"The Passage" As A New Literary Art Form
The Boston Globe has a regular Sunday Feature that is called, "Ask The Teacher." It is written by Ron Fletcher, who teaches at Boston College High School. This is a school that is operated under the auspices the Jesuits, who are noted for their high-level of academic standards.
This week, a reader asks:
How do you get students to make reading literature a part of their everyday lives?I found Fletcher's answer to be intriguing:(the emphasis are mine)
Fletcher goes on to say that many of his students picked-up books that their parents had recently put down.
A few weeks ago, in lieu of the usual homework assignment, I asked a class of seniors to take a break from Dante's ''Inferno" and spend an hour reading a book of their own choosing. They said they would honor my request to select a title of literary merit and be ready to say a few words to the class about what they read.
With the exception of the student who chose Parade magazine, the results were encouraging. Most students selected books they regretted not having more time for during the academic year. Kerouac's name surfaced a few times; one intrepid soul decided he would dive into the opening pages of ''Finnegans Wake."
That, of course, is the critical point that Fletcher is making:
If you want your kids to read, then you need to model reading yourself.I very much like Fletcher's weekly column, but the students that attend Boston College High can hardly be thought of as typical of those that are found in the Boston area. To begin with, Boston College High is not a public school. It is a privately-controlled institution, and as such, it is free to accept (or reject) students as the school sees fit.
As a classroom teacher in a public junior high school, I am envious of the fact that Fletcher's students get the opportunity to read entire novels and not just passages from novels, as do junior high school students here in Middletown, California.
That is the norm, at least here in the public schools of our district. The reality is that our elementary and junior high school students no longer get any opportunity to read any novels as part of their core academic experience.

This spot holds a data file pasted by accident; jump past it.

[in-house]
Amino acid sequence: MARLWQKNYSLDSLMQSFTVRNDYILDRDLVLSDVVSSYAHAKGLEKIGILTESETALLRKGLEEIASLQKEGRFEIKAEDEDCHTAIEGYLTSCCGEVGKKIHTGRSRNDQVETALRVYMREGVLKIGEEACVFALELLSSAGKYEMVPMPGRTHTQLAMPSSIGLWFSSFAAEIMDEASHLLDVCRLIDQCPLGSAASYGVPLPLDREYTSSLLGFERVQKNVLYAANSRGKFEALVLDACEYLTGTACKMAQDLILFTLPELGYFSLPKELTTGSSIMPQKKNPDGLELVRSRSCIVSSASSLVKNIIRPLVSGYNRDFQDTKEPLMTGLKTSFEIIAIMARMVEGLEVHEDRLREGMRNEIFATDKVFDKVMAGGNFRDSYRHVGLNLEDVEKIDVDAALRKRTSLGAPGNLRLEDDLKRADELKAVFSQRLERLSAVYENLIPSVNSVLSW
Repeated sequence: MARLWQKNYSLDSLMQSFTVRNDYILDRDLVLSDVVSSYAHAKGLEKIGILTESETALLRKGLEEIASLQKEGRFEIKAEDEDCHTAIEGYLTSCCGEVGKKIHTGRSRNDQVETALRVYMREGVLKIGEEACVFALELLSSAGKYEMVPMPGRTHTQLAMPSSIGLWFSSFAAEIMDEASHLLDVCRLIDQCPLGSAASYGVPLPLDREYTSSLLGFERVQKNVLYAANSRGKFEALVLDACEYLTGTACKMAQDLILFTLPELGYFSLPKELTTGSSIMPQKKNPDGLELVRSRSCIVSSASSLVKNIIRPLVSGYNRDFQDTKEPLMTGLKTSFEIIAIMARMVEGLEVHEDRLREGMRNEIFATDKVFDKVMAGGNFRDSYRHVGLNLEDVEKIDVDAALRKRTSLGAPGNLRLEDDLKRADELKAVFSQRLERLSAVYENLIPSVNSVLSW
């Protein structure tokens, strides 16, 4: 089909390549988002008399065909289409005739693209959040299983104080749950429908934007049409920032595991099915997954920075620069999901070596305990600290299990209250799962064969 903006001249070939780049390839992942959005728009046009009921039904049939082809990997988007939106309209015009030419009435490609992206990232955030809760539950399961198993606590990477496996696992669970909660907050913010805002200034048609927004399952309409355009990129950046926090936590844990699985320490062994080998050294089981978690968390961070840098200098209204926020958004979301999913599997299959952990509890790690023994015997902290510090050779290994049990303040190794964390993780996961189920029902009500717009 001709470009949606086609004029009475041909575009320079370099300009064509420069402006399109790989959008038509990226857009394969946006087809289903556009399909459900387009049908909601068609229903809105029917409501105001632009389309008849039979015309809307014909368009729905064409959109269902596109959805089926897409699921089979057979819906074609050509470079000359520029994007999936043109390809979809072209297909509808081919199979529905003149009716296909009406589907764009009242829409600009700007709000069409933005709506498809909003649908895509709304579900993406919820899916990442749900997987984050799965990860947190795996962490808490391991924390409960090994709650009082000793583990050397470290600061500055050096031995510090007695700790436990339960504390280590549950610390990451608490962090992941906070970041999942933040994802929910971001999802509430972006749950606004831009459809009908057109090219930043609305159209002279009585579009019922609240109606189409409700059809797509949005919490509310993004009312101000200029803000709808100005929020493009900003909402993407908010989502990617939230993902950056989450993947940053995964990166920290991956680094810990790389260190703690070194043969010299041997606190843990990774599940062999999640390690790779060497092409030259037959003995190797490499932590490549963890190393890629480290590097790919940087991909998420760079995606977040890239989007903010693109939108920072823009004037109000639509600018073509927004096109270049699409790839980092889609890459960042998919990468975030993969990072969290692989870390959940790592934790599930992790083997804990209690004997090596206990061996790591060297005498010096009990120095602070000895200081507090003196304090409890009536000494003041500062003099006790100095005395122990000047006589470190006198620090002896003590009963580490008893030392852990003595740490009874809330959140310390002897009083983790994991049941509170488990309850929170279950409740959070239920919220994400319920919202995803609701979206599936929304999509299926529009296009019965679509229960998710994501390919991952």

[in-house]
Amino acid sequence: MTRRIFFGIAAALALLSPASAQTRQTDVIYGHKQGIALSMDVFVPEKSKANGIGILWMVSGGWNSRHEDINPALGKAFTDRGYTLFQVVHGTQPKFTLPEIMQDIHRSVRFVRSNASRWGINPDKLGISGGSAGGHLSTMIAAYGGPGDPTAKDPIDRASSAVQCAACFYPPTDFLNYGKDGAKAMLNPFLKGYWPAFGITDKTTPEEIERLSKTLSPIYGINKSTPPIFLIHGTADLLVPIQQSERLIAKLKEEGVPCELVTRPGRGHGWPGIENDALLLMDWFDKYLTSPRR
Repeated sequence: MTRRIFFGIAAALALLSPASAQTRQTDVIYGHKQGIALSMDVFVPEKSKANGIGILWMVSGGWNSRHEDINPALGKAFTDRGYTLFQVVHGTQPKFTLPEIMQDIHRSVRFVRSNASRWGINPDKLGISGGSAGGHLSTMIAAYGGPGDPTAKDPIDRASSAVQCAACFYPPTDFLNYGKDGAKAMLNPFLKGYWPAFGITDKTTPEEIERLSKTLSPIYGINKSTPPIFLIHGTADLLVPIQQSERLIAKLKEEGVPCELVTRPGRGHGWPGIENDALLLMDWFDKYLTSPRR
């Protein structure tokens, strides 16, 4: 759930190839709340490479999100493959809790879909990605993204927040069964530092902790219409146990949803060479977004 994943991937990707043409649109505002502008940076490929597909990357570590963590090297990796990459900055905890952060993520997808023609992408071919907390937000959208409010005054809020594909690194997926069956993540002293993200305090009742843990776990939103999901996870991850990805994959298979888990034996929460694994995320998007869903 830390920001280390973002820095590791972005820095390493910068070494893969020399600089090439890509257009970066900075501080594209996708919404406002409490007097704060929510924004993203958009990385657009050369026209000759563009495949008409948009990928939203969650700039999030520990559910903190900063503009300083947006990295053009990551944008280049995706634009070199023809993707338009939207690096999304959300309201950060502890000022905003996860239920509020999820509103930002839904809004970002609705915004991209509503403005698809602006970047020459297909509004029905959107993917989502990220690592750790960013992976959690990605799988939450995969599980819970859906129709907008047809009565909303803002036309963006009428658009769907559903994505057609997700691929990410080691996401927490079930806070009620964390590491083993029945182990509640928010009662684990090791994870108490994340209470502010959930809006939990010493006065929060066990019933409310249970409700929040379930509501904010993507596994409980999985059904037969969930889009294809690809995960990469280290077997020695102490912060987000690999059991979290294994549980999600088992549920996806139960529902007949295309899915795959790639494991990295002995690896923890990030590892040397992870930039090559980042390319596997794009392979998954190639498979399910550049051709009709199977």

Gone forever are the days when every student at Howard Taft Junior High School would study works like Shakespeare's "Macbeth" and Ernest Hemingway's The Old Man And The Sea as part of the core English curriculum. There are no longer any school-wide efforts involving such novels as I, Juan De Pareja, or Julie of the Wolves which were tied into a variety of cross-curricular activities involving all subject areas.
An entire generation of Middletown's kids are moving from kindergarten through eighth-grade without reading a single novel as part of classroom instruction.
Why don't students in Middletown's elementary or junior high study novels or dramatic works as part of their curriculum?
The reason lies in testing, and the relentless drive to increase students' test scores. Nowadays, students only study passages from works of literature because short passages, not novels, are the items that appear on the now-mandated annual tests in reading and mathematics. (And soon to include science, too.)
So the schools of the Middletown Elementary School District, who are under ever-increasing pressure to continue raising reading and math test scores, have abandoned the novel in favor of a new literary form, not seen before the advent of high-stakes testing: The Passage.
In the Middletown Elementary School District, the evaluation of a classroom teacher's effectiveness is based upon the test scores of his or her students. The district does not hesitate to compare one teacher's test scores with other teachers at the same school.
So, even among teachers, there is an almost-hectic sense of competition. They have become willing (or unwilling) collaborators in the universal adoption of The Orthodoxy of The Passage in our elementary district.
Are the students of Middletown's Senior High School District studying novels? Apparently, some teachers continue to hold-out and insist on teaching novels to their students. The superintendent of the high school district, Dr. Beenthereforever, isn't nearly as obsessed with test scores as is our Superintendent, (of over 10 years) Dr. Evil.
We are sure that as soon as Dr. Beenthereforever retires, his successor will root-out those heretic teachers that continue teaching the novel and impose The Orthodoxy of The Passage on them as well.
Teachers that refuse to convert to The Orthodoxy of The Passage will be burned at a stake with a fire that is fueled by forbidden copies of JD Salinger's Catcher in the Rye.
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